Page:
Central Themes in Biblical Theology: Mapping Unity and Diversity, edited by Scott J. Hafemann and Paul R. House. Traces the Bible’s unified teaching on key themes across the biblical canon, including such themes as the servant of the Lord, history of redemption, the atonement, etc.

Cross-Cultural Servanthood: Serving the World in Christlike Humility, by Duane Elmer. Principles and guidance for avoiding misunderstandings and causing needless offense to the host cultures in which we minister.

The Goldsworthy Trilogy: Gospel and Kingdom, Gospel and Wisdom, and The Gospel in Revelation. Three titles by Graeme Goldsworthy are bound together in one volume, demonstrating his fundamental belief that the entire Bible can only be understood through the eyes of the Gospel. With that as the base of his interpretation, in these three titles he looks at a Christian interpretation of the OT, Israel’s wisdom literature and its role in the Christian life, and the contemporary relevance of the book of Revelation.

According to Plan: The Unfolding Revelation of God in the Bible, by Graeme Goldsworthy. Understanding how the Bible fits together as the unfolding story of God’s plan for salvation.

Prayer and the Knowledge of God: What the Whole Bible Teaches, by Graeme Goldsworthy. As our grounds for prayer, the author explores the reality of God, the ministry of Jesus Christ, and our experience of being his redeemed people. He goes on to map out the “progress” of prayer from Genesis to Revelation.

A High View of Scripture? The Authority of the Bible and the Formation of the New Testament Canon, by Craig D. Allert.

Longing for More: A Woman’s Path to Transformation in Christ, by Ruth Haley Barton, author of Invitation to Solitude and Silence.

COMMENTARIES AND BIBLE STUDIES: Zechariah, by Richard D. Phillips (Reformed Expository Commentary); The Theology of the Book of Revelation, by Richard D. Bauckham; Glory in our Midst: A Biblical-Theological Reading of Zechariah’s Night Visions, by Meredith G. Kline; An Introduction to the Old Testament Pentateuch, by Herbert Wolf; Compelling Christianity, by Martyn Lloyd-Jones (Studies in the Book of Acts, Vol 6).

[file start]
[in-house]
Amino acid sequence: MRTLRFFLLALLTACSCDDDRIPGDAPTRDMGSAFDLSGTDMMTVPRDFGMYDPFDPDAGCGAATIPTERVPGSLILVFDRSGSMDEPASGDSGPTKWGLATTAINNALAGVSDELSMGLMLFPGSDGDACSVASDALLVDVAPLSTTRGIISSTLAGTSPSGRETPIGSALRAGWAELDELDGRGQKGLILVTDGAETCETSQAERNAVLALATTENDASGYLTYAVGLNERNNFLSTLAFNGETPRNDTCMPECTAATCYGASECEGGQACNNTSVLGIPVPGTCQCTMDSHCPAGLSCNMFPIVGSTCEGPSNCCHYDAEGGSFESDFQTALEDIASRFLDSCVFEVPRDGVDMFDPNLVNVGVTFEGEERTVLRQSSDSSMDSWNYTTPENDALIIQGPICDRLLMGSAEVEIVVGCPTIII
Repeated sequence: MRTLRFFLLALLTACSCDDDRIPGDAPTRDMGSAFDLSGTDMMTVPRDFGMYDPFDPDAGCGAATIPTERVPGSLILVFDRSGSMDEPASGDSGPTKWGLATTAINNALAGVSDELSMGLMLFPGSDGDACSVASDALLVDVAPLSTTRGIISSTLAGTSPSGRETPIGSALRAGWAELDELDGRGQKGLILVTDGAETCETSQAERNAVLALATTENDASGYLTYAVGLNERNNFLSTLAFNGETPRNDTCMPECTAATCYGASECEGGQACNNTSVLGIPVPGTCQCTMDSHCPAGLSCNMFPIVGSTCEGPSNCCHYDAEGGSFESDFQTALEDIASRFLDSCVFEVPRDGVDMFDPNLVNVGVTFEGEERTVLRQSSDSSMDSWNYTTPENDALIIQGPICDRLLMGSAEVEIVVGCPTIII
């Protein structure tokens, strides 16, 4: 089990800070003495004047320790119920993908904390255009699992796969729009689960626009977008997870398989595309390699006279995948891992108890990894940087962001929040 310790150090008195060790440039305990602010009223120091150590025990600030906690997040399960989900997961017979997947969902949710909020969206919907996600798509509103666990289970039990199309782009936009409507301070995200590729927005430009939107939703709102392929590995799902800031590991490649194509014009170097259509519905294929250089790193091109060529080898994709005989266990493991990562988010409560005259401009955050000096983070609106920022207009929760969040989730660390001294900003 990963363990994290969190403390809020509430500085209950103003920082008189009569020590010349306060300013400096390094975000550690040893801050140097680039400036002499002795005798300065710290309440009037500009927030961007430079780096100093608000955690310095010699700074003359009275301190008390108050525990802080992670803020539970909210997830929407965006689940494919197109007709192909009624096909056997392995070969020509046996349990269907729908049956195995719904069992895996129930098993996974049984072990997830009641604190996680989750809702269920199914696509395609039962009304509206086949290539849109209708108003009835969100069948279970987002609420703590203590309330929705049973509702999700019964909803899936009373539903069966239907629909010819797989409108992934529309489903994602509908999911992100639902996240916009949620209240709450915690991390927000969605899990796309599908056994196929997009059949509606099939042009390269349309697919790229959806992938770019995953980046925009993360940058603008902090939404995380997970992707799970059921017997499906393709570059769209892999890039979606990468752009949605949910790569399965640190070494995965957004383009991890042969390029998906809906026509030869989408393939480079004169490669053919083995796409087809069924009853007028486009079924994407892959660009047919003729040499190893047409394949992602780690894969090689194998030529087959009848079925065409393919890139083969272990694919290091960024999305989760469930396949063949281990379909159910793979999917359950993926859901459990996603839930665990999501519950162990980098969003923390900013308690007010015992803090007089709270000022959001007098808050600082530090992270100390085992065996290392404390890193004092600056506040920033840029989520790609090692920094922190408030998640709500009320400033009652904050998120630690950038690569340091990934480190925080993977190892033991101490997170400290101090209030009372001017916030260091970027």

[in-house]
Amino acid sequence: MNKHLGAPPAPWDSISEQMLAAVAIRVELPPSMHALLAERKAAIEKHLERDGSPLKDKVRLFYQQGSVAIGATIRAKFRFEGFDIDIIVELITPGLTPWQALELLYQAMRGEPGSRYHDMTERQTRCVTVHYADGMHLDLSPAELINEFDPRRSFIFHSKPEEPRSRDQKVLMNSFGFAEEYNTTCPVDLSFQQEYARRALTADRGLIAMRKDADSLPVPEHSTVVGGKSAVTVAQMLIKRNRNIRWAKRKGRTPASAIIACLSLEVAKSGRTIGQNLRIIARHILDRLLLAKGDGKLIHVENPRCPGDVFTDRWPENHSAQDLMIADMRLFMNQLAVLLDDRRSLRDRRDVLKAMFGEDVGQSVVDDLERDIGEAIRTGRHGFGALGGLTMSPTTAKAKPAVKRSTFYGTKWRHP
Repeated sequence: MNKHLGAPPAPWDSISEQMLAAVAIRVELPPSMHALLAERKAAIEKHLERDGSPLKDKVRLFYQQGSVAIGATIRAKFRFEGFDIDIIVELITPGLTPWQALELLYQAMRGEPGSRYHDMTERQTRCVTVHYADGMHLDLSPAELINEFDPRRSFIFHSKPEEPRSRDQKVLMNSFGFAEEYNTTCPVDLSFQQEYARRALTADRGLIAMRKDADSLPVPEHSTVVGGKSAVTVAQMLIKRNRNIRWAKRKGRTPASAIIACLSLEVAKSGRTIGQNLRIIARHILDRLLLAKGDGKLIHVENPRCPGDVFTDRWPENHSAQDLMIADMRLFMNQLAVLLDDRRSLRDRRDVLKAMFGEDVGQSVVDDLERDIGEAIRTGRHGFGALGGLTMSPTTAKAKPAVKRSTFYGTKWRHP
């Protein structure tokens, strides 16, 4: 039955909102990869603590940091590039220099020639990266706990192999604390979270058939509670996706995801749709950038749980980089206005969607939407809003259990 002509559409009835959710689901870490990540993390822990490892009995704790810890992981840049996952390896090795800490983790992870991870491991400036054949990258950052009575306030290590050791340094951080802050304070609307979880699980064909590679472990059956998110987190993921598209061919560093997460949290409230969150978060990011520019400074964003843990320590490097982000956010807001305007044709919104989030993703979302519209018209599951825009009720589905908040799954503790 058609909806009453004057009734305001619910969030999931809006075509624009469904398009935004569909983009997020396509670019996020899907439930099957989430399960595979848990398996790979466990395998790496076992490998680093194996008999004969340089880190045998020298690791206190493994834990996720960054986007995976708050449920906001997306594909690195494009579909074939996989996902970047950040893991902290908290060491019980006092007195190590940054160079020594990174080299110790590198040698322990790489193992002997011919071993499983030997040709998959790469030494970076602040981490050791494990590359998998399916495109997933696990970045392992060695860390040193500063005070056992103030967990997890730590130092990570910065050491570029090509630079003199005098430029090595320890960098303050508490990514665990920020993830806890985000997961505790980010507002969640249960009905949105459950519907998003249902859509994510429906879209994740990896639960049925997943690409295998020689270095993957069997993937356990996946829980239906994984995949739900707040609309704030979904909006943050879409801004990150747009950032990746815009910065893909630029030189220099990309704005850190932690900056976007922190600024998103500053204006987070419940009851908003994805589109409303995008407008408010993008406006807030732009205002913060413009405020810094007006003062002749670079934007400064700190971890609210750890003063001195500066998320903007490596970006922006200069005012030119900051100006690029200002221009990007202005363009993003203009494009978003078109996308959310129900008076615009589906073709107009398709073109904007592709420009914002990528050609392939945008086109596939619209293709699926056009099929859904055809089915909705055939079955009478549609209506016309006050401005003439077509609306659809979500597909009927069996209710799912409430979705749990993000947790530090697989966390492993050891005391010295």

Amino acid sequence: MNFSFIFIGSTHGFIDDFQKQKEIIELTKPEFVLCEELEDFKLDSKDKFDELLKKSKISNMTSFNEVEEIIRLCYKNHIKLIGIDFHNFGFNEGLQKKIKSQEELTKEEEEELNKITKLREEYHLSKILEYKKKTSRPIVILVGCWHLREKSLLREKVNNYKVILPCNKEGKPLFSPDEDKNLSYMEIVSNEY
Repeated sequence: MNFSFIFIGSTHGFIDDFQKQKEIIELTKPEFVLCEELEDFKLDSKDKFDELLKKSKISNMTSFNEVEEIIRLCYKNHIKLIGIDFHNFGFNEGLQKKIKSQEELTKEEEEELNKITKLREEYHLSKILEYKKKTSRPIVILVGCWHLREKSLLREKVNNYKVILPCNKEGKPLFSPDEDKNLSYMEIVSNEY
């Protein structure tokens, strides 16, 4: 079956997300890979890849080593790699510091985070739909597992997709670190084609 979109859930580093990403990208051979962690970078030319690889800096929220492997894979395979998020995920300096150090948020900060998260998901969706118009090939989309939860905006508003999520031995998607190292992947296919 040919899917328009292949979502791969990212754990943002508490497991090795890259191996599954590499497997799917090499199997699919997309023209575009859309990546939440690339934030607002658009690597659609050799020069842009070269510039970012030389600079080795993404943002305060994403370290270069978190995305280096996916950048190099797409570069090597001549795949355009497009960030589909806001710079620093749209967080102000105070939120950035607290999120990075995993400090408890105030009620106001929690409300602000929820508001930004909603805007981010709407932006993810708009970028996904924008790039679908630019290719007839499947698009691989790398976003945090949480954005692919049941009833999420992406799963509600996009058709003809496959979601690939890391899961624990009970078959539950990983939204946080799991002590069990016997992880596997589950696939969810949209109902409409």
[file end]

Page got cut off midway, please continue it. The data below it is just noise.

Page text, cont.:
JOHN ANKERBERG DVDs: What About the Missing Gospels and Lost Christianities (featuring Dr. Darrell Bock) and Refuting the New Controversial Theories About Jesus (featuring Dr. Craig Evans and Dr. Gary Habermas). A critique of the new best-selling books by Dan Brown, Bart Ehrman and others that present new views of Jesus, and challenge the canonical Gospels.

BIBLE VERSIONS: The Revised English Bible; The New Jerusalem Bible; The New Revised Standard Version.

ADULT FICTION: Where Yesterday Lives, by Karen Kingsbury; True Light, by Terri Blackstock (Restoration #3); Cassidy, by Lori Wick (Big Sky Dreams #1); A Lady of High Regard, by Tracie Peterson (Ladies of Liberty #1); A Promise for Ellie and Sophie’s Dilemma, by Lauraine Snelling (Daughters of Promise #1-2).

YOUTH FICTION: Five new titles in the Sisters in Time series (ages 8-12): Lydia the Patriot (Boston Massacre), Rebekah in Danger (Plymouth Colony), Lizzie and the Redcoat (Revolution in the Colonies), Maggie’s Dare (The Great Awakening), and Grace and the Bully (the Frontier); Mandie and the Missing Schoolmarm, by Lois Gladys Leppard (Mandie Book #39).